This website uses cookies to ensure you have the best experience. Learn more

The House Of The Spirits By Isabel Allende

1660 words - 7 pages

Social discrimination is the prejudicial and distinguishing treatment of an individual on the basis of their social class. It includes individual attitudes and behaviors, and systems of policies and practices that are set up to benefit the upper classes at the expense of the lower class. Isabel Allende uses the rigid class structure and the degree of social mobility in the country described in The House of the Spirits as a literary representation of the social discrimination that occurred in Latin American cultures during the 20th century. This period witnessed the growth of two classes—the landowning, upper class criollos represented by the del Valle and Trueba families (a person born and raised in South America but is a direct descendant of Spaniards) who control the land, housing, and the infrastructure and the peasants represented by the Garcia family who are tenants that till the land. Allende establishes the social discrimination of the poor workers who have little access to education or political enfranchisement by the educated elite. That control businesses and politics through the depiction of the absolute power, and control Esteban Trueba has over the peasant’s living in Tres Marias. His tyrannical rule over the hacienda is a microcosm of the social discrimination in larger society. The economic, educational, and physical subjugations of the peasants by the upper class undermine their social mobility due to their lack of access to money, education, and political influence. This deliberate preservation of social inequality through discriminatory practices against the lower class not only creates a permanent underclass whose opportunities in life are dictated far more by circumstance of birth, but culminates in the dehumanization and degradation of those born in poverty.
Esteban implements a voucher system on his hacienda as a substitute for monetary compensation. With these vouchers, the tenants could buy everything from the general store he sets up on the property. By refusing to pay the peasants in wages, he is intentionally perpetuating the inequality between classes through financial impairment and dependency. Since the peasants are paid with vouchers instead of money, they are completely dependent on Esteban for food and supplies. In addition to this dependency, the peasants can only buy the products that Esteban provides since he owns and stocks the general store. Without money, the peasants lack the means to leave Tres Marias since they would be unable to afford transportation, food, clothing, a place to live, or running water and would essentially live in squalor. The voucher system also prevents the peasants from obtaining enough monetary funds to send their children away from Tres Marias to become educated and have greater opportunities than remaining farmers or housekeepers for the Trueba family, resulting in the continued cycle of poverty. This lack of economic power forces them to not only remain in the lower class since...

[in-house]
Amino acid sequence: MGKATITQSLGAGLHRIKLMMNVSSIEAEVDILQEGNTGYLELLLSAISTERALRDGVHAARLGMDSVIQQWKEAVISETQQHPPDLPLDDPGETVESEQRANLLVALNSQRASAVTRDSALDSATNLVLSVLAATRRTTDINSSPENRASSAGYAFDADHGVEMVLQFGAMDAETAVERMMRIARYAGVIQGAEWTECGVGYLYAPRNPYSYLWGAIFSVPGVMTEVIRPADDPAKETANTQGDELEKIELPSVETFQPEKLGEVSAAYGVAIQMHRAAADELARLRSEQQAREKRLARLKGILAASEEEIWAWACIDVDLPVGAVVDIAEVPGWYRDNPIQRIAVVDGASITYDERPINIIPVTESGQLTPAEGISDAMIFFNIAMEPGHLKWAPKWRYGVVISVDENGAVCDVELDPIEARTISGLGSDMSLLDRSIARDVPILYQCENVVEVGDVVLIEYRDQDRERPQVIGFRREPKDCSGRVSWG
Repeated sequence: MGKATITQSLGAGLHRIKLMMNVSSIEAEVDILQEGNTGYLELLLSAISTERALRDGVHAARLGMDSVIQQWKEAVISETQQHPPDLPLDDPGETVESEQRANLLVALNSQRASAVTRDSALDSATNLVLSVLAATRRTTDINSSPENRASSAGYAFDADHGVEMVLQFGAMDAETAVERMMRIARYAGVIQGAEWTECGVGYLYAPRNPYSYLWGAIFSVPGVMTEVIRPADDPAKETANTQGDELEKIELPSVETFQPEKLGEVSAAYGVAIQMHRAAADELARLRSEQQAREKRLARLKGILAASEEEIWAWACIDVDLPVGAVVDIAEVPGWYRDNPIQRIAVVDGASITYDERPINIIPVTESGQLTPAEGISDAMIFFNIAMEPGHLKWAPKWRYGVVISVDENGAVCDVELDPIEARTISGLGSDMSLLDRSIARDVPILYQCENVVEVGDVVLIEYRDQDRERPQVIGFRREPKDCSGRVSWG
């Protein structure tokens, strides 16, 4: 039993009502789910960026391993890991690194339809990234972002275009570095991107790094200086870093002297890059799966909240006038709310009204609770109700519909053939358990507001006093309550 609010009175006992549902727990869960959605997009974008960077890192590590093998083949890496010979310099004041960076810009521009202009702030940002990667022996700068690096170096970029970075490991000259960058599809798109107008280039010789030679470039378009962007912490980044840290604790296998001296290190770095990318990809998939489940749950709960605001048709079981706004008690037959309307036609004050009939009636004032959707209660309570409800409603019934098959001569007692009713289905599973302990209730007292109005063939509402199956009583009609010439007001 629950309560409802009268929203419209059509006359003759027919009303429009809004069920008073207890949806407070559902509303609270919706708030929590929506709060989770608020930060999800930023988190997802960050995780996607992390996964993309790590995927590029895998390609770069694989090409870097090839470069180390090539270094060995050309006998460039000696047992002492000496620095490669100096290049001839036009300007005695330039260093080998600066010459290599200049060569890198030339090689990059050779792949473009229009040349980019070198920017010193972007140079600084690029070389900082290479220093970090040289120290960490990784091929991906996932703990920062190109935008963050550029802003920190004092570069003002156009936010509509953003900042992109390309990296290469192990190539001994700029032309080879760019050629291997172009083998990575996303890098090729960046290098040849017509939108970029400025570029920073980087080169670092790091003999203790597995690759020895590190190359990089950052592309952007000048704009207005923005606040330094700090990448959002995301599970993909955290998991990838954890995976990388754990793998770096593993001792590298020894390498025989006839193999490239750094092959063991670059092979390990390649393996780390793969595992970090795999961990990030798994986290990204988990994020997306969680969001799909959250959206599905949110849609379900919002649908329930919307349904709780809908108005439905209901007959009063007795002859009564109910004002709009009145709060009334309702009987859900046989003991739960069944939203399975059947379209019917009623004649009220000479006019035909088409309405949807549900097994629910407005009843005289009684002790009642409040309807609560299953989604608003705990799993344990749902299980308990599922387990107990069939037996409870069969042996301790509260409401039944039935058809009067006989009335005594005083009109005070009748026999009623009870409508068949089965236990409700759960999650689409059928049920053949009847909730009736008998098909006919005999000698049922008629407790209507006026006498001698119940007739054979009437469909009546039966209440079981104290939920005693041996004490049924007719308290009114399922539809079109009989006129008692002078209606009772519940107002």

Find Another Essay On The House of the Spirits by Isabel Allende

The comparison between "The House of Spirits" by Isabel Allende and "The Hero of our Time" by Mikhail Lermontov

1226 words - 5 pages Esteban Trueba, from "The House of the Spirits" by Isabel Allende, and Pechorin, from "A Hero of Our Time" by Mikhail Lermontov, both appear to be Byronic Heroes in each novel. However, Esteban is found not to be the Byronic Hero when closely examined. Pechorin is what he first appears to be. He has a demonic nature, possesses dark qualities, and is destructive of others throughout the entire novel. While Esteban appears to also have these dark

The portrayal of women in the novels "One Hundred Years of Solitude" by Gabriel Marquez and "The House of the Spirits" by Isabel Allende

1430 words - 6 pages Austrian queen...' 'She was magnificent in her queenly desolation, and on her face was an expression of sweetness and serenity she never had in her grievous life.'Women can also seek empowerment in The House of The Spirits through business as seen with Transito Soto. At the start of the novel Esteban lends her '50 pesos' allowing her to seek out a career, but by the end of the novel the tide turns and the arrogant sexist Esteban comes to her to beg a

Role of Fate in 'The House of the Spirits' by Isabel Allende and 'The Chronicles of a Death Foretold'by Gabriel Garcia Marquez

1503 words - 6 pages Fate, as defined, is an event (or a course of events) that will inevitably happen in the future. Fate exists in everybody's life. It is just like an inescapable flow of a river. But, this inescapable flow of river does have many rivulets (sub-rivers) opening. The rivulet we choose is our free will. However, whatever the consequence, it is fate. Fate plays a very distinct and vital role in 'The House of the Spirits' by Isabel Allende and 'The

Federico Lorca's The House of Bernarda Alba and Isabel Allende's The House of the Spirits

1845 words - 7 pages Federico Lorca's The House of Bernarda Alba and Isabel Allende's The House of the Spirits Society, and its influences upon the characters, plays a pivotal role in the development of the story in Federico Lorca's "The House of Bernarda Alba" and Isabel Allende's "The House of the Spirits." Though the characters in each literary work were influenced by a range of societal pressures, three major influences dominate both works. The Church

Isabel Allende’s The House of The Spirits: Examination of Buddhism and Marxism Through Character Development